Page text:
News & Views

Northern Australia: Indigenous Fire Management Sparks Culture-Based Economy

Over tens of thousands of years, Aboriginal peoples developed burn-control strategies to ensure the health and bounty of their landscapes. By setting small fires early in the dry season, the tinderbox effect – a thick accumulation of parched brush and grasses – was reduced. Through much of the twentieth century, many Aboriginal communities were forced from their ancestral lands, leading to a significant reduction of controlled burns. At the same time, the introduction of modern fire suppression methods has reduced the number of natural wildfires. As a result, the fierce dry-season blazes that sweep the savannahs of Northern Australia are increasingly out of control, destroying soil and biodiversity, and emitting tons of greenhouse gasses (GHGs) into the atmosphere each year.

Now, an innovative project led by the North Australia Indigenous Land and Sea Management Alliance (NAILSMA) is helping the Indigenous Australians who have regained access to their lands to reinstitute their burn-management strategies. Fighting fire with fire, the West Arnhem Land Fire Abatement project, known as WALFA, is connecting scientists, Indigenous land managers and carbon markets in an effort to create a culture-based economy.

Without intentional early-season burns to limit their fuel, large savannah fires often rage late into December, producing more than three percent of Australia’s annual GHGs and devastating the plants and animals that cannot withstand such hot fire. Mid-size marsupials, for example, which can escape and find new cover during smaller fires, end up exposed to predators when big blazes abruptly destroy entire habitats. And while plants like the Northern Cypress have seeds that require moderate fire to germinate, the more aggressive flames can destroy those seeds.

With the WALFA project, community-based Indigenous ranger groups combine traditional knowledge and modern technology, coordinating prescribed burns and fire history mapping via satellite, helicopters and hand-held GPS units. Satellite images of fire-scars (also called blackened country) show the progress that WALFA has made in improving the health of the ecosystem. An image of the West Arnhem Plateau from 2004 (figure 1), the year before the project started, shows a preponderance of orange scars from destructive wildfires that swept across the landscape from September through December, late in the dry season. An image of the same territory from 2008 (figure 2) shows few orange scars dotted across a lighter array of green scars, created by early- and mid-dry-season fires occurring from April through August, which were set intentionally to clear out dry brush.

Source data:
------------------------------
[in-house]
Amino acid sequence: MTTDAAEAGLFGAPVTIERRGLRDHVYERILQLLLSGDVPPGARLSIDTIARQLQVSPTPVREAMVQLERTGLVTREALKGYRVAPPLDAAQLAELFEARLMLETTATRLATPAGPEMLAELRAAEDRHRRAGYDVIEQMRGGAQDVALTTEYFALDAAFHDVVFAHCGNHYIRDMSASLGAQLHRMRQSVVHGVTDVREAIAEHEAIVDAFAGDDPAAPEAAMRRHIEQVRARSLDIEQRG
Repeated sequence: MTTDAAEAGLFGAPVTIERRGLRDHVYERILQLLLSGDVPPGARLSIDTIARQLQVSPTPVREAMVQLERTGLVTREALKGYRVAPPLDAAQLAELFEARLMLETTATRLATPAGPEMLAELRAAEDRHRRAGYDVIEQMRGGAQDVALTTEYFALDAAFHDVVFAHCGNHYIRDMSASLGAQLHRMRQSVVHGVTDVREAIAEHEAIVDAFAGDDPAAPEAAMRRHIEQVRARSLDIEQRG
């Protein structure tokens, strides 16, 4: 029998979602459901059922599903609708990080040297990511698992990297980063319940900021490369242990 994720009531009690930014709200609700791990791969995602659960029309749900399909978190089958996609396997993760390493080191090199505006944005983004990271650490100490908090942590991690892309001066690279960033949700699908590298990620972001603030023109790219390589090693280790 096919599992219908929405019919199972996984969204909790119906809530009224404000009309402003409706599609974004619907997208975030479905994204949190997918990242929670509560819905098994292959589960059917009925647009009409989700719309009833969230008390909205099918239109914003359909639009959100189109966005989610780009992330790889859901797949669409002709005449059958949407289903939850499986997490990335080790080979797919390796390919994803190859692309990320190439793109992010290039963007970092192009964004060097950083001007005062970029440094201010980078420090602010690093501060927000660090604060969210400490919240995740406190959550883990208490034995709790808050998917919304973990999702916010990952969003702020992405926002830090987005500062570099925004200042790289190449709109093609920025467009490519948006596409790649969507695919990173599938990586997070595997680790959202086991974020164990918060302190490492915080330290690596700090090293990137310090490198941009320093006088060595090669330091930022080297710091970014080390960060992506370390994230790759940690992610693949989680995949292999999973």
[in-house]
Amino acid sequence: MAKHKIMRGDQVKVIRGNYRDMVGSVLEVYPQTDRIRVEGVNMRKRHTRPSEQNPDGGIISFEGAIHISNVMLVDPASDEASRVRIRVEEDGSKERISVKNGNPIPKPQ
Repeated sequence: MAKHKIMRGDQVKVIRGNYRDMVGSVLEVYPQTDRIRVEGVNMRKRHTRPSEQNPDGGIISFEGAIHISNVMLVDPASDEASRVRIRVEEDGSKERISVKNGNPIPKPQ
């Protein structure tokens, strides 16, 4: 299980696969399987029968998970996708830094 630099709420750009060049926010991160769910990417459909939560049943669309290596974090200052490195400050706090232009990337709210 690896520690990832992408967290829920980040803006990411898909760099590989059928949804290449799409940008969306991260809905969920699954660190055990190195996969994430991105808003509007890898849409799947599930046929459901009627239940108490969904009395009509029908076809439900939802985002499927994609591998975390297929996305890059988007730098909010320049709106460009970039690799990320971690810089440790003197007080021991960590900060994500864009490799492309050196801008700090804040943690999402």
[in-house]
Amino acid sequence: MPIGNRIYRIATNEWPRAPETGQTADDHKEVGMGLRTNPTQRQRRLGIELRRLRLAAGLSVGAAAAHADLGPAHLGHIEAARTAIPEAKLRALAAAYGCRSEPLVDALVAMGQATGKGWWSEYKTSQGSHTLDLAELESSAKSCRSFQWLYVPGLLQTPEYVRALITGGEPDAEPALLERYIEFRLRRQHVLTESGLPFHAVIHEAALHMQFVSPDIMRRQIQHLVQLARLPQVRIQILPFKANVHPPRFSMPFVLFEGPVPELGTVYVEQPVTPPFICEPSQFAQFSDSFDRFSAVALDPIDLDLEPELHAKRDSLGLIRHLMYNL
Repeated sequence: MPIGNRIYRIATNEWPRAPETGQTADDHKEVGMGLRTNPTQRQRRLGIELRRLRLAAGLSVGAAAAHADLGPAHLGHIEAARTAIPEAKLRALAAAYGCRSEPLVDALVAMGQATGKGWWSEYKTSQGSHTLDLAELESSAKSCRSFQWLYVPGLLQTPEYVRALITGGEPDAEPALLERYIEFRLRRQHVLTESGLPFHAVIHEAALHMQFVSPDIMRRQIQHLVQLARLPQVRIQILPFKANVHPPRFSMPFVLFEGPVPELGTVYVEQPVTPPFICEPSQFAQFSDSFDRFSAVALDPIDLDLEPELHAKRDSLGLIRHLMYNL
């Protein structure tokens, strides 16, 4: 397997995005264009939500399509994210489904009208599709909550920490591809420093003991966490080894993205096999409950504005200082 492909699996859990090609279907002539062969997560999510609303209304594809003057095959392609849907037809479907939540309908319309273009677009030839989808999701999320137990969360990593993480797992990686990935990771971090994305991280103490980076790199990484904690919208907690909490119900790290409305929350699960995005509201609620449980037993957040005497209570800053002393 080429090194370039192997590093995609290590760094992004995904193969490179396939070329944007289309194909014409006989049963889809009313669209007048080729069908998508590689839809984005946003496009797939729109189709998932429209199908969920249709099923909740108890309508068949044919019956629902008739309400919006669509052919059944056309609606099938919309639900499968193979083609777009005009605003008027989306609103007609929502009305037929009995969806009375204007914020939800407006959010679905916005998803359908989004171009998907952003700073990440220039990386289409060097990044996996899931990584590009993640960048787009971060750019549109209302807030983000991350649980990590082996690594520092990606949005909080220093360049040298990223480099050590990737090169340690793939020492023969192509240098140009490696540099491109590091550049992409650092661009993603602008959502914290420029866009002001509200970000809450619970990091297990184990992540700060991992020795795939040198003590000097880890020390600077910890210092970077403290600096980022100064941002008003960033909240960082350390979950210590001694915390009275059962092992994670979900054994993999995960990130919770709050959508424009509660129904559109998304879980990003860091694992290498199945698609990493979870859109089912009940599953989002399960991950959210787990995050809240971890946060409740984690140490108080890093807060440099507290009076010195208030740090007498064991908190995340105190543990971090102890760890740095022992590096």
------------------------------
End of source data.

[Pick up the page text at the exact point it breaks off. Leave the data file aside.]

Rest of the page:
The ability to measure the GHG emissions reductions associated with the WALFA project, against a ten-year baseline of regional wildfire emissions, may allow Aboriginal communities in West Arnhem Land to derive revenue from their fire abatement efforts, through the generation and sale of carbon credits. NAILSMA has developed a detailed business plan for the establishment of fire management and verification systems, which it says could generate hundreds of jobs in remote areas and provide millions of dollars of support annually for community-determined development. The organization hopes that the project will be one of the first recognized by the Australian Federal Carbon Farming Initiative, which aims to help farmers and landholders participate in international carbon markets.

The benefits of this method of caring for country, however, go beyond reducing GHG emissions and the amount of burnt country on the map. The work of fire management provides Aboriginal communities—especially their vulnerable young men—employment, purpose and a connection to culture. As a result, the return of the ancient dance between humans and fire is bringing a biocultural renewal to the land.


Click here to listen to Senior Ranger Otto Campion speak about the importance of staying ‘on country’ to work. Otto manages land around Ramingining, Murwangi and Maljarnanyak in West Arnhemland. He has extensive experience in formalised Indigenous land management and was one of the founding rangers of the Djelk Ranger group in Maningrida.

Click here to learn more about the project on NAILSMA’s website

For a more in-depth assessment of the project in the Solutions Journal, click here